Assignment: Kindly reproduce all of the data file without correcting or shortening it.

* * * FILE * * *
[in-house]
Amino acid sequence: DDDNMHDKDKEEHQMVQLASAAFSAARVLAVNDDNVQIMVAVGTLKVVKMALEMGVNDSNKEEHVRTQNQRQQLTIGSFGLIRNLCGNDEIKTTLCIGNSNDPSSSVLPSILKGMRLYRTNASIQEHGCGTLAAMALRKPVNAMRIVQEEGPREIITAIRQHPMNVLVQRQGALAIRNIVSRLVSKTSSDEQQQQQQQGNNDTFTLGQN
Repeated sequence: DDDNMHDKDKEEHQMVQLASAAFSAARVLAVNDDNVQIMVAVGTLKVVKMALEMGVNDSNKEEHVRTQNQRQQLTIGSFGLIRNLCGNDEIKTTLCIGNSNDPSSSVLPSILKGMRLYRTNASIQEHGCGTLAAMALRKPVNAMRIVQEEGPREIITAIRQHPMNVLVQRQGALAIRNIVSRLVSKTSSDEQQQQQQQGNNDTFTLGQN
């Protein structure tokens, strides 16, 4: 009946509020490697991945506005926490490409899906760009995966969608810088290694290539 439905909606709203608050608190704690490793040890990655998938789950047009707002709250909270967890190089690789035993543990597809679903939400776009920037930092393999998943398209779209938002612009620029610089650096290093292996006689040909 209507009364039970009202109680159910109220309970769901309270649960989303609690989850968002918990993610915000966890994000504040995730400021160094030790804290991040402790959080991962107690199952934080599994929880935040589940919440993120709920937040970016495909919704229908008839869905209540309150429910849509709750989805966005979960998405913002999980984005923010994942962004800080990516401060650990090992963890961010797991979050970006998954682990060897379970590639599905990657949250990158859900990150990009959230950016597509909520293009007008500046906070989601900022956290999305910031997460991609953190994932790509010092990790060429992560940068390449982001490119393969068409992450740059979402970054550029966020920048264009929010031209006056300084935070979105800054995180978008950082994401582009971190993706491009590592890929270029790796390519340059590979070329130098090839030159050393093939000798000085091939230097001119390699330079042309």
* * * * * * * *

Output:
[in-house]
Amino acid sequence: DDDNMHDKDKEEHQMVQLASAAFSAARVLAVNDDNVQIMVAVGTLKVVKMALEMGVNDSNKEEHVRTQNQRQQLTIGSFGLIRNLCGNDEIKTTLCIGNSNDPSSSVLPSILKGMRLYRTNASIQEHGCGTLAAMALRKPVNAMRIVQEEGPREIITAIRQHPMNVLVQRQGALAIRNIVSRLVSKTSSDEQQQQQQQGNNDTFTLGQN
Repeated sequence: DDDNMHDKDKEEHQMVQLASAAFSAARVLAVNDDNVQIMVAVGTLKVVKMALEMGVNDSNKEEHVRTQNQRQQLTIGSFGLIRNLCGNDEIKTTLCIGNSNDPSSSVLPSILKGMRLYRTNASIQEHGCGTLAAMALRKPVNAMRIVQEEGPREIITAIRQHPMNVLVQRQGALAIRNIVSRLVSKTSSDEQQQQQQQGNNDTFTLGQN
């Protein structure tokens, strides 16, 4: 009946509020490697991945506005926490490409899906760009995966969608810088290694290539 439905909606709203608050608190704690490793040890990655998938789950047009707002709250909270967890190089690789035993543990597809679903939400776009920037930092393999998943398209779209938002612009620029610089650096290093292996006689040909 209507009364039970009202109680159910109220309970769901309270649960989303609690989850968002918990993610915000966890994000504040995730400021160094030790804290991040402790959080991962107690199952934080599994929880935040589940919440993120709920937040970016495909919704229908008839869905209540309150429910849509709750989805966005979960998405913002999980984005923010994942962004800080990516401060650990090992963890961010797991979050970006998954682990060897379970590639599905990657949250990158859900990150990009959230950016597509909520293009007008500046906070989601900022956290999305910031997460991609953190994932790509010092990790060429992560940068390449982001490119393969068409992450740059979402970054550029966020920048264009929010031209006056300084935070979105800054995180978008950082994401582009971190993706491009590592890929270029790796390519340059590979070329130098090839030159050393093939000798000085091939230097001119390699330079042309």